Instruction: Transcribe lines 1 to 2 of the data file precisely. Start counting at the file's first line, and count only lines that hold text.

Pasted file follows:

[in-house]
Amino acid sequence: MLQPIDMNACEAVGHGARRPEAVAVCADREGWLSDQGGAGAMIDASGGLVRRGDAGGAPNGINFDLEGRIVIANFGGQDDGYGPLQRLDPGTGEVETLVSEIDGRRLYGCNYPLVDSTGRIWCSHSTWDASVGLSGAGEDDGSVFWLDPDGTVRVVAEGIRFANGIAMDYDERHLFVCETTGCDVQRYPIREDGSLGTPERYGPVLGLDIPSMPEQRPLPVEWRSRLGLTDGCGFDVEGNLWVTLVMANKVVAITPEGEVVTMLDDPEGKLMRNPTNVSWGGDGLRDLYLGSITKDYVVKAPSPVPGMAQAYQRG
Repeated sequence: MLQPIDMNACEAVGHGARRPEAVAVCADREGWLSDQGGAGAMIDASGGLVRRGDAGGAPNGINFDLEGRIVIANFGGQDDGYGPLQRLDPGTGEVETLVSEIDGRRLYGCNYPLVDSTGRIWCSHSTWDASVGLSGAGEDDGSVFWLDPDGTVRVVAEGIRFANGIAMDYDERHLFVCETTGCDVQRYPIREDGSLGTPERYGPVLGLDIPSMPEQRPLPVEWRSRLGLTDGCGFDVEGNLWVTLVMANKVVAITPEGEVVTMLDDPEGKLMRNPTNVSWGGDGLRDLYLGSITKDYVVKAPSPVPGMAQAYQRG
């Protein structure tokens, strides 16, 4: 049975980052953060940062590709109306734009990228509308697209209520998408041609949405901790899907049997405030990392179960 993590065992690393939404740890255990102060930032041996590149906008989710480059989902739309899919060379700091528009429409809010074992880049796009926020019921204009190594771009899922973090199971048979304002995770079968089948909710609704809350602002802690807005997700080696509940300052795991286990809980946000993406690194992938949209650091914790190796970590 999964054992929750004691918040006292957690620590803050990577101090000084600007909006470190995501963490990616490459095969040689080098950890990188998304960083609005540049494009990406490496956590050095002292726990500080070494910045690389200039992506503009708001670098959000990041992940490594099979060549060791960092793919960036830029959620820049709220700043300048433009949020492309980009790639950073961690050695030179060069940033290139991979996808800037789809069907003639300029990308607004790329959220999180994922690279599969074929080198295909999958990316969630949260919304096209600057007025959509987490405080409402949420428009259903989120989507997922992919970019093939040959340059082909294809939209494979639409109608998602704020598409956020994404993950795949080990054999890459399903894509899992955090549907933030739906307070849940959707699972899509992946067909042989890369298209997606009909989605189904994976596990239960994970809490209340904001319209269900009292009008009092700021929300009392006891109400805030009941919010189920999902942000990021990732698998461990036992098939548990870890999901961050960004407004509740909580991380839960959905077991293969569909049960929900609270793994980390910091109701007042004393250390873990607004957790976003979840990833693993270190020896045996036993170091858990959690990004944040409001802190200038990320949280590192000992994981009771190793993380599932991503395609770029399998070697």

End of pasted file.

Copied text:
[in-house]
Amino acid sequence: MLQPIDMNACEAVGHGARRPEAVAVCADREGWLSDQGGAGAMIDASGGLVRRGDAGGAPNGINFDLEGRIVIANFGGQDDGYGPLQRLDPGTGEVETLVSEIDGRRLYGCNYPLVDSTGRIWCSHSTWDASVGLSGAGEDDGSVFWLDPDGTVRVVAEGIRFANGIAMDYDERHLFVCETTGCDVQRYPIREDGSLGTPERYGPVLGLDIPSMPEQRPLPVEWRSRLGLTDGCGFDVEGNLWVTLVMANKVVAITPEGEVVTMLDDPEGKLMRNPTNVSWGGDGLRDLYLGSITKDYVVKAPSPVPGMAQAYQRG